Way back in 1976, seven years after the Apollo 11 mission put the first man on the moon, NASA intern Gary George was given the opportunity to purchase a set of tapes — among 65 boxes of them — at a Government surplus auction. Paying just US$218 at the time, George played a long investment game that now, half a century on, could see him taking home millions next month.
Despite reselling most of them to television networks for profit, George held on to three of them, titled “APOLLO 11 EVA | July 20, 1969 REEL 1 [-3],” on the advice of his father. It wasn't until 30 years later when NASA tried to track down the footage for the 40th anniversary of the mission did George dig out the tapes and have them analysed by a video archivist.
He was told he owned the clearest footage of the lunar landing to have ever existed. The two-and-a-half-hour-long tapes covered almost all the most important moments of the mission in sharp detail, including Armstrong's famous first steps and the astronauts' historic conversation with President Richard Nixon from the lunar surface.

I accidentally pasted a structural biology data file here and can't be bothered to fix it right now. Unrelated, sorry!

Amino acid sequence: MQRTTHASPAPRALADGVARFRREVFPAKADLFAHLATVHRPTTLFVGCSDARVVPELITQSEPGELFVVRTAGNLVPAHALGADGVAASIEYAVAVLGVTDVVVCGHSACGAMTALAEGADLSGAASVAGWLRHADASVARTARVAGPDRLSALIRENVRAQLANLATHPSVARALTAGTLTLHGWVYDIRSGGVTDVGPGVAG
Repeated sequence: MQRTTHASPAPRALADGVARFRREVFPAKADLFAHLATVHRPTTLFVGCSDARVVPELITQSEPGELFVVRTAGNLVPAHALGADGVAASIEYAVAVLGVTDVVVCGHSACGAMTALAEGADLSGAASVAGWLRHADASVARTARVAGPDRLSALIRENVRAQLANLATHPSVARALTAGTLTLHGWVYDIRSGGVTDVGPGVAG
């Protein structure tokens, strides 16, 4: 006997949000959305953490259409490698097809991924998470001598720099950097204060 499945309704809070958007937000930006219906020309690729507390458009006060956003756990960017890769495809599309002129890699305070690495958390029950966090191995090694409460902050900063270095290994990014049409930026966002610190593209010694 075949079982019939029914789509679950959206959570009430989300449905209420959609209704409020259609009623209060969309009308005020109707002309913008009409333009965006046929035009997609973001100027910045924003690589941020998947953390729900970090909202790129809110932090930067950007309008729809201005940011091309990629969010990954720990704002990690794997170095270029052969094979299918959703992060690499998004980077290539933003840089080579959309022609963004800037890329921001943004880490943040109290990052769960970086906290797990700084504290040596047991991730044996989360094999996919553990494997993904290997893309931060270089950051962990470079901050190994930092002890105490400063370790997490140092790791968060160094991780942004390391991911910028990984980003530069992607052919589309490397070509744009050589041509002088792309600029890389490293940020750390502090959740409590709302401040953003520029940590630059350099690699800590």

It didn't take long for Sotheby’s auction house to contact the man and decide, after their own inspection, the tapes were “faultless”, subsequently valuing them at US$2 million. Set to go under the hammer on July 20th (50 years to the day of the moon landing), bidding for the tapes will start at US$700,000.
The lesson here, fellas, is to listen to your old man. View the listing at sothebys.com